A friend of mine saw Stef Smith’s new play Swallow at the Edinburgh Fringe Festival this year and said I just had to read it! Smith wasn’t a writer I’d heard of and when I discovered she’d won an Olivier award in 2012 for her play Roadkill I felt a bit out of touch. However, I’m glad to say I have read this fantastic play and with inspiration from Sarah Kane in her work, she presents a beautiful, hopeful piece that takes theatre to its the limits.
So what did I learn from this one?
- Don’t worry about stage directions, establish 3 characters and let them tell the audience what they’re doing
Swallow reminded me of For Colored Girls Who Have Considered Suicide / When the Rainbow Is Enuf and even though this isn’t a choreopoem, it does feel like 3 intersecting poems at the start with each character reflecting on what they’re doing. The writing is so image-full that you don’t need stage directions and even though the writing is reflective it’s active in a different kind of way -a lot of the action is described which gives the director a lot of space to envision what the characters are doing and how it will best work on stage.
- Shifting out of reflective/described action to actual action means you see each character through their own eyes
It felt novelistic in many ways as instead of seeing the action unfold (I often think of theatre as being about the space between the actors as they take decisions in front of you driving the story forward), Smith has her characters, when they are in the moment of action, say their words of dialogue and also some comments on the situation they are experiencing. (Almost like the judgements and comments you may say to yourself in your head while you’re having a conversation with someone). It leads to a richer sense of each character and as Smith says in her forward to the printed edition, this play is about the ‘chaotic ways in which we continue’ by which she means exploring the anger and dissonance we have inside us, and she cleverly brings the audience inside and between the characters by using this descriptive/active dialogue. We are not apart from them, we are with them in every moment.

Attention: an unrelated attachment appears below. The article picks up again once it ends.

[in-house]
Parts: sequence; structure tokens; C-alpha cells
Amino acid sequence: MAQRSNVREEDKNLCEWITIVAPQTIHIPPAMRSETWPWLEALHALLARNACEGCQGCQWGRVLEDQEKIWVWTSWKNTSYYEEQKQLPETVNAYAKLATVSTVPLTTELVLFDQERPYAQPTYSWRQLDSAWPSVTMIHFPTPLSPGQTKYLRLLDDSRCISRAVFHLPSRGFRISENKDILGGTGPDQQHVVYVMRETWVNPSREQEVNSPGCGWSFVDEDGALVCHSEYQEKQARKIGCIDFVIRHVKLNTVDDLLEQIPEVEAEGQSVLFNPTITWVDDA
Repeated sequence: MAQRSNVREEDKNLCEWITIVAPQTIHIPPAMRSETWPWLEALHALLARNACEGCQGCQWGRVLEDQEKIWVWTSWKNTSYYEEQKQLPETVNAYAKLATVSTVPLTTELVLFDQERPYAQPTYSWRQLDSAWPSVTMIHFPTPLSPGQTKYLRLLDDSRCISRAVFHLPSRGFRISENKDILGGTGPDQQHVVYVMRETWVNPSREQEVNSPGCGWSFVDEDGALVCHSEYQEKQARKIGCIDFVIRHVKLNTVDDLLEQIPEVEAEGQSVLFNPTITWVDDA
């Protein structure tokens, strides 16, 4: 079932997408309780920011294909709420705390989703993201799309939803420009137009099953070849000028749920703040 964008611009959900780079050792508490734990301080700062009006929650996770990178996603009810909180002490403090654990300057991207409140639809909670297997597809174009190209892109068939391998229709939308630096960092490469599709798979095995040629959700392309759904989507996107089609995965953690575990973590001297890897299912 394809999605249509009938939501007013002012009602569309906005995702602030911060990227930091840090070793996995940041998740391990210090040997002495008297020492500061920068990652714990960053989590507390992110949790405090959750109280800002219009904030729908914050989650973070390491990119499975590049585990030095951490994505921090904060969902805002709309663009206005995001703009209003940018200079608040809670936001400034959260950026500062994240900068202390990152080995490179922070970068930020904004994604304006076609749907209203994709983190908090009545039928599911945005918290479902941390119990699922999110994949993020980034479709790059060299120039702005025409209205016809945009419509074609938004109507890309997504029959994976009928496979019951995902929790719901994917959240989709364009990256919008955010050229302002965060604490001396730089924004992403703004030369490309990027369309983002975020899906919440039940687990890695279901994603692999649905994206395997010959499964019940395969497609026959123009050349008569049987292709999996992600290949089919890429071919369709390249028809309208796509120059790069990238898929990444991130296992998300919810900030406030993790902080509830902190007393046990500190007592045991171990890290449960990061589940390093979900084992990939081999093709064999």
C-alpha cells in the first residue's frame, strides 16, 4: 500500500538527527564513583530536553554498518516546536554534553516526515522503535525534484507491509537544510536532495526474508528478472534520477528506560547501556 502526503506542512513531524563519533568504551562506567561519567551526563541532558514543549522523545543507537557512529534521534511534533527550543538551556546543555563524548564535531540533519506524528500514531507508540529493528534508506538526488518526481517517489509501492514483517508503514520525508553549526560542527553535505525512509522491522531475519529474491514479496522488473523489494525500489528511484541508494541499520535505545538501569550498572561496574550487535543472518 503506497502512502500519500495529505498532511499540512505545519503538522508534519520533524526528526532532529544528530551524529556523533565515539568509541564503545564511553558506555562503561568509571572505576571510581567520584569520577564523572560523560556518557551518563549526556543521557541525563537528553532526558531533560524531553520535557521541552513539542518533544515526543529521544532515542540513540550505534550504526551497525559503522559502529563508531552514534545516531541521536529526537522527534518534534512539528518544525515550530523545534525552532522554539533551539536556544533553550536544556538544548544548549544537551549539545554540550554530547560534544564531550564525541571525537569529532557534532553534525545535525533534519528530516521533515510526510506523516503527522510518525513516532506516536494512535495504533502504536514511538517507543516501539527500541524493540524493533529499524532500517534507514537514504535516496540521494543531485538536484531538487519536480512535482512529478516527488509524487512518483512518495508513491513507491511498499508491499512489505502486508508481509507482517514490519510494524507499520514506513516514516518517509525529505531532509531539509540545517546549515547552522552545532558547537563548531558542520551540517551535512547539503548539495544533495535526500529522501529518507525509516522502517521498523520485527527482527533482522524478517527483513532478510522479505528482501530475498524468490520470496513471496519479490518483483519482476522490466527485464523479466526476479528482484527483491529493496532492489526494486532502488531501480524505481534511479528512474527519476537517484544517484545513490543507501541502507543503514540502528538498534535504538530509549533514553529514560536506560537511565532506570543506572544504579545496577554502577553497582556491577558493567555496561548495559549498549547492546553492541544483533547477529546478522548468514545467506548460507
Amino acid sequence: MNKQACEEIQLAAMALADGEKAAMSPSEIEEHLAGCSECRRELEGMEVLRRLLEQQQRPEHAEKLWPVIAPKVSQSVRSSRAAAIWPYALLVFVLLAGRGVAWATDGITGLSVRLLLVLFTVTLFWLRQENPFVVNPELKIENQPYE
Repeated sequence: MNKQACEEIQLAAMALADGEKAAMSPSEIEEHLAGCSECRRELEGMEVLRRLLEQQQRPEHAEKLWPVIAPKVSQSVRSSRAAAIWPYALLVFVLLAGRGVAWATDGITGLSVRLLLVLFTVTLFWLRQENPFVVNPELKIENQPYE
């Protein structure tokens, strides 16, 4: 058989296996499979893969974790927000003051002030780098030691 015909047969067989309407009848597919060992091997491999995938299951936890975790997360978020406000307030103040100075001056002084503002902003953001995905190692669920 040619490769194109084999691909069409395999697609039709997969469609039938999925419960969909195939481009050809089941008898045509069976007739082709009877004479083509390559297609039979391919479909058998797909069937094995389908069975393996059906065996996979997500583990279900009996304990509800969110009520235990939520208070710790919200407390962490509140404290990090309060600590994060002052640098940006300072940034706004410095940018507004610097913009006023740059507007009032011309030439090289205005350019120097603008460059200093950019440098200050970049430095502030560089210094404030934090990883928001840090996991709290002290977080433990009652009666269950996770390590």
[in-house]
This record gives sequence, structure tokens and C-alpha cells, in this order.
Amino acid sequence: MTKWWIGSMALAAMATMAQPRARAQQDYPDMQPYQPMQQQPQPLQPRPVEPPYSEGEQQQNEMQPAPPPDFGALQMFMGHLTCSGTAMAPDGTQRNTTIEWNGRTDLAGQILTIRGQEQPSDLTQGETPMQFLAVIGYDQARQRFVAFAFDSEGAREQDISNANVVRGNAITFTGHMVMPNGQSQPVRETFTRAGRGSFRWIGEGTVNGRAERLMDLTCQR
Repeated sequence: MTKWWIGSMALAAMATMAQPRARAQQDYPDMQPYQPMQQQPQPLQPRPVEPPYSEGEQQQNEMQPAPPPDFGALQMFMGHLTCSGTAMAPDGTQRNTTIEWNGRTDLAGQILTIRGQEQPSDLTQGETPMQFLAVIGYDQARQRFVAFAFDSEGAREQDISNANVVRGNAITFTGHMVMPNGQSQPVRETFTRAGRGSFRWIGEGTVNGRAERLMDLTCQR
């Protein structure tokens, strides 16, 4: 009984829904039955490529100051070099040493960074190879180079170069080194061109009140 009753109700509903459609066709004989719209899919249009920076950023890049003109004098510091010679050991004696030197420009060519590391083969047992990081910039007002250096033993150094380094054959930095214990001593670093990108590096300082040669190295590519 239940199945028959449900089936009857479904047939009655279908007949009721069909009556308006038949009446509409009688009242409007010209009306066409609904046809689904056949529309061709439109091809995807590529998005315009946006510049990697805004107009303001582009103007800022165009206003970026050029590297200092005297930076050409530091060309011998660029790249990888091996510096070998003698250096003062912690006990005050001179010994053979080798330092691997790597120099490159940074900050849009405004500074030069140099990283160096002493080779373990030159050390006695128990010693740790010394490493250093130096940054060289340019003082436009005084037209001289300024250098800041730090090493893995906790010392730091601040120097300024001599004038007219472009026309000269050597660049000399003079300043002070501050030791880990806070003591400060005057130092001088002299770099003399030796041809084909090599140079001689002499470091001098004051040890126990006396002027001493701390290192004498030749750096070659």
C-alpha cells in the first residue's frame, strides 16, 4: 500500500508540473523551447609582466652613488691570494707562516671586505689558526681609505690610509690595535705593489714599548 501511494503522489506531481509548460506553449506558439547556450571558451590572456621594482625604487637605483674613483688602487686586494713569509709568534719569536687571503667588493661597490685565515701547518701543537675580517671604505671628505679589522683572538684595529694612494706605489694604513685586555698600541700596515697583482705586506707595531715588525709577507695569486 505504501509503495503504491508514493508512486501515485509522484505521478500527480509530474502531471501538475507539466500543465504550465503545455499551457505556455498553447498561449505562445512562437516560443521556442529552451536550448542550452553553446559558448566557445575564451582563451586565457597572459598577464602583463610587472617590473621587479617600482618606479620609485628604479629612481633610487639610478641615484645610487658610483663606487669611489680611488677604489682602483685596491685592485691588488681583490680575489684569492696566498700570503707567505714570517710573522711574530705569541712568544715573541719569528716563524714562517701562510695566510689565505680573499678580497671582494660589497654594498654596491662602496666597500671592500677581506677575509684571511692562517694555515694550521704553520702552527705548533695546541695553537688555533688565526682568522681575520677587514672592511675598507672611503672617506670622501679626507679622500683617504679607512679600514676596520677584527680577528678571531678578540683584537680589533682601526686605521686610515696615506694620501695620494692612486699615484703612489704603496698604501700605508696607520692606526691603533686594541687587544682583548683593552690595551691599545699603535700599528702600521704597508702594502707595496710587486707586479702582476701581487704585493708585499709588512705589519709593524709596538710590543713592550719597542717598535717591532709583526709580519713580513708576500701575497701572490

- 3 separate characters with separate stories intersect and move the story on in a very interesting way
Ok so this is nothing new, however I’ve been really inspired by the way Smith does it. The quick fire intersecting moments of speech from all 3 characters peppered with longer speeches brings a vitality to the text that makes it feel like dialogue when it isn’t. Later on and by the end of the play when all 3 characters have met and through each other their lives have changed, it all wonderfully knits together in a way that you don’t realise it will, because the whole play has been written like this. Suddenly you can see the patterns between all the characters and maybe where they become everywomen that we can all relate to. I loved this quality about the play as all 3 characters are extreme, yet somehow by the end, I felt I could relate to them all. Something I’m definitely taking inspiration from for my current rewrites.
I think Smith has a play at Royal Court next year which I’ll definitely be checking out. For more info on her work check out her website.
I know I’m running a bit late with this series but I’m currently working on rewrites for one of my plays and with a full time job as well I only get so many hours in a day. However November’s playwright will be Dawn King as I have her Papatango Prize winning play Foxfinder in my bag ready to read.